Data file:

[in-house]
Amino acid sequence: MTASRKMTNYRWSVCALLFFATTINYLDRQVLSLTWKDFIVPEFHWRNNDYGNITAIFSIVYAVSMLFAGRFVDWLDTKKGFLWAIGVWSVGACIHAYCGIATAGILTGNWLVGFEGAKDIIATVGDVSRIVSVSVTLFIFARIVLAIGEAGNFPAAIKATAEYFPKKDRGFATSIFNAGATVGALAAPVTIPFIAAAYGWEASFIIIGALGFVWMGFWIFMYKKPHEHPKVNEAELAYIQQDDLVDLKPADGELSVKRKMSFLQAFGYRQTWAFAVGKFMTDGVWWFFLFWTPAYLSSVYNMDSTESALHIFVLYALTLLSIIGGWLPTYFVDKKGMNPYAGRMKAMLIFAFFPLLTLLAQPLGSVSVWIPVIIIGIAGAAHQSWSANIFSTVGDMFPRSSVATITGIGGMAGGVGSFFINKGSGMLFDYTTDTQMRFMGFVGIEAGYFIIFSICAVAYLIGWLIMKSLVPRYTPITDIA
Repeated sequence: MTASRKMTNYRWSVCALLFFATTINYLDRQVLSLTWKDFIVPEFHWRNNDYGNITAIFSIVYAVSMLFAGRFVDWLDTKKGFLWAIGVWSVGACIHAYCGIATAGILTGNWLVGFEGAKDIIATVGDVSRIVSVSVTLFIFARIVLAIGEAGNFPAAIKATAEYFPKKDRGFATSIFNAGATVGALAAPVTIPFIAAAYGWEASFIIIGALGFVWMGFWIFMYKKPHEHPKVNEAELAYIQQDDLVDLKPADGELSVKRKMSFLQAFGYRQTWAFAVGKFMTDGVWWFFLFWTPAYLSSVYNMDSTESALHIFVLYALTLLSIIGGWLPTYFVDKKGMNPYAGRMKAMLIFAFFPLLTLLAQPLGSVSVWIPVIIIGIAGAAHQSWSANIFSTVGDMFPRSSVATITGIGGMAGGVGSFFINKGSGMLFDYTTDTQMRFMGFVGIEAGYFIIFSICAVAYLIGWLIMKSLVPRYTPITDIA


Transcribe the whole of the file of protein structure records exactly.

[in-house]
Amino acid sequence: MTASRKMTNYRWSVCALLFFATTINYLDRQVLSLTWKDFIVPEFHWRNNDYGNITAIFSIVYAVSMLFAGRFVDWLDTKKGFLWAIGVWSVGACIHAYCGIATAGILTGNWLVGFEGAKDIIATVGDVSRIVSVSVTLFIFARIVLAIGEAGNFPAAIKATAEYFPKKDRGFATSIFNAGATVGALAAPVTIPFIAAAYGWEASFIIIGALGFVWMGFWIFMYKKPHEHPKVNEAELAYIQQDDLVDLKPADGELSVKRKMSFLQAFGYRQTWAFAVGKFMTDGVWWFFLFWTPAYLSSVYNMDSTESALHIFVLYALTLLSIIGGWLPTYFVDKKGMNPYAGRMKAMLIFAFFPLLTLLAQPLGSVSVWIPVIIIGIAGAAHQSWSANIFSTVGDMFPRSSVATITGIGGMAGGVGSFFINKGSGMLFDYTTDTQMRFMGFVGIEAGYFIIFSICAVAYLIGWLIMKSLVPRYTPITDIA
Repeated sequence: MTASRKMTNYRWSVCALLFFATTINYLDRQVLSLTWKDFIVPEFHWRNNDYGNITAIFSIVYAVSMLFAGRFVDWLDTKKGFLWAIGVWSVGACIHAYCGIATAGILTGNWLVGFEGAKDIIATVGDVSRIVSVSVTLFIFARIVLAIGEAGNFPAAIKATAEYFPKKDRGFATSIFNAGATVGALAAPVTIPFIAAAYGWEASFIIIGALGFVWMGFWIFMYKKPHEHPKVNEAELAYIQQDDLVDLKPADGELSVKRKMSFLQAFGYRQTWAFAVGKFMTDGVWWFFLFWTPAYLSSVYNMDSTESALHIFVLYALTLLSIIGGWLPTYFVDKKGMNPYAGRMKAMLIFAFFPLLTLLAQPLGSVSVWIPVIIIGIAGAAHQSWSANIFSTVGDMFPRSSVATITGIGGMAGGVGSFFINKGSGMLFDYTTDTQMRFMGFVGIEAGYFIIFSICAVAYLIGWLIMKSLVPRYTPITDIA